As an author, I understand the power of words, both as protest and as artistic tool. For this reason and also because I am an American, I am an ardent supporter of our constitutional right to free speech. However, part of the support of the First Amendment requires that I recognize when something is not a matter of free speech.
Take the latest Amazon.com uproar. The giant e-tailer carried a self-published e-book titled The Pedophile's Guide to Love & Pleasure that, according to author Phillip R. Greaves II, is a how-to manual. Once the title was discovered among Amazon.com's vast list of goods for sale (I have to wonder how, but that's another story), the product page became a protest site that extended to Facebook and beyond, and the story was picked up by the media Wednesday. Although the title has since been removed from Amazon.com, an official e-mail from the company initially claimed, "Amazon.com believes it is censorship not to sell certain titles because we believe their message is objectionable."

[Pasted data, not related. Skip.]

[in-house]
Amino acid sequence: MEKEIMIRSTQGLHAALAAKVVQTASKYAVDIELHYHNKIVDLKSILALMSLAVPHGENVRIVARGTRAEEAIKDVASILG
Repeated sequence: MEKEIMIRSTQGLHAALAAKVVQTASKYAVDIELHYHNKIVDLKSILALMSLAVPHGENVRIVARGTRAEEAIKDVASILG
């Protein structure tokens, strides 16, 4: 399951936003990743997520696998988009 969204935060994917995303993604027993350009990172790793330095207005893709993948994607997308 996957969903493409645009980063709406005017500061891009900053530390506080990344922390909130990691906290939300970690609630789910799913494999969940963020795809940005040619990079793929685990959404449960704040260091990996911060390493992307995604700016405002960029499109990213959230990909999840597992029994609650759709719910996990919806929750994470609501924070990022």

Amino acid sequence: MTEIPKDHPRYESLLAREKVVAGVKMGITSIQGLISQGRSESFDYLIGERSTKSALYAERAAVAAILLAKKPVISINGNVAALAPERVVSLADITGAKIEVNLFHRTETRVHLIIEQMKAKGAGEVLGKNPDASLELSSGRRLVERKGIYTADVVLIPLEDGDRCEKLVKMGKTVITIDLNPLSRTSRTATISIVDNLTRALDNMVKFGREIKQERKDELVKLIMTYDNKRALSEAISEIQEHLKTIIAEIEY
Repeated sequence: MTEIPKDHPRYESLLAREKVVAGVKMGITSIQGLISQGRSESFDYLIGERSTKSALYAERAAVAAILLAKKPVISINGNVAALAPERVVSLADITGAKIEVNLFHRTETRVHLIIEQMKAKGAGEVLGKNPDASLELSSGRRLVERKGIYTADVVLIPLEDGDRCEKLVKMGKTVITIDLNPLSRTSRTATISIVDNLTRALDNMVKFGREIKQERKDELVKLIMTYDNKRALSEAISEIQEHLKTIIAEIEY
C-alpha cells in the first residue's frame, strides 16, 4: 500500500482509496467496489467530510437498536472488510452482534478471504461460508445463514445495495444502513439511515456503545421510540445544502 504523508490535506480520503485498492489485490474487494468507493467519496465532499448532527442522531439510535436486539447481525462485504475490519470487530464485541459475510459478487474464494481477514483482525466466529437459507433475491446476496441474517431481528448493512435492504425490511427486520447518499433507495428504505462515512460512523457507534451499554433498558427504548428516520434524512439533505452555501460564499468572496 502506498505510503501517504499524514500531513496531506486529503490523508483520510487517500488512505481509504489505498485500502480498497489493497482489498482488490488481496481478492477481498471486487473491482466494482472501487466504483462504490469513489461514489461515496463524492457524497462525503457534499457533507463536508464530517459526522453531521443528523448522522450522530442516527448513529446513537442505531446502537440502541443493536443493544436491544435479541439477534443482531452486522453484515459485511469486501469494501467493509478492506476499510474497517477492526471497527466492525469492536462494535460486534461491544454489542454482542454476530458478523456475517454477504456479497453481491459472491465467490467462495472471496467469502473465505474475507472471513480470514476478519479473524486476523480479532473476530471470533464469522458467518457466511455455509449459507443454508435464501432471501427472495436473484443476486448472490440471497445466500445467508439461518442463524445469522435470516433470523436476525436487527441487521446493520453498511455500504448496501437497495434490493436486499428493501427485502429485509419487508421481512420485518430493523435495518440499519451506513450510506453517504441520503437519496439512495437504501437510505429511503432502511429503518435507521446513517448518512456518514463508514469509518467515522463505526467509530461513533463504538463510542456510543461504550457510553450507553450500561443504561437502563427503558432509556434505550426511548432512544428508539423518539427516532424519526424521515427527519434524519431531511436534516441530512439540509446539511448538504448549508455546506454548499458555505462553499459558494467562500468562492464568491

Censorship? Really? To invoke the First Amendment in this case is disingenuous at best.
Read the rest of this op-ed on AOL News.
Thanks to Red Room and Executive Editor Gina Misiroglu for putting me in touch with the people at AOL. This kind of support for Red Room authors is exactly why this site is so relevant for writers and readers.
Causes Debbie Wesselmann Supports
The Jane Goodall Institute
Save the Chimps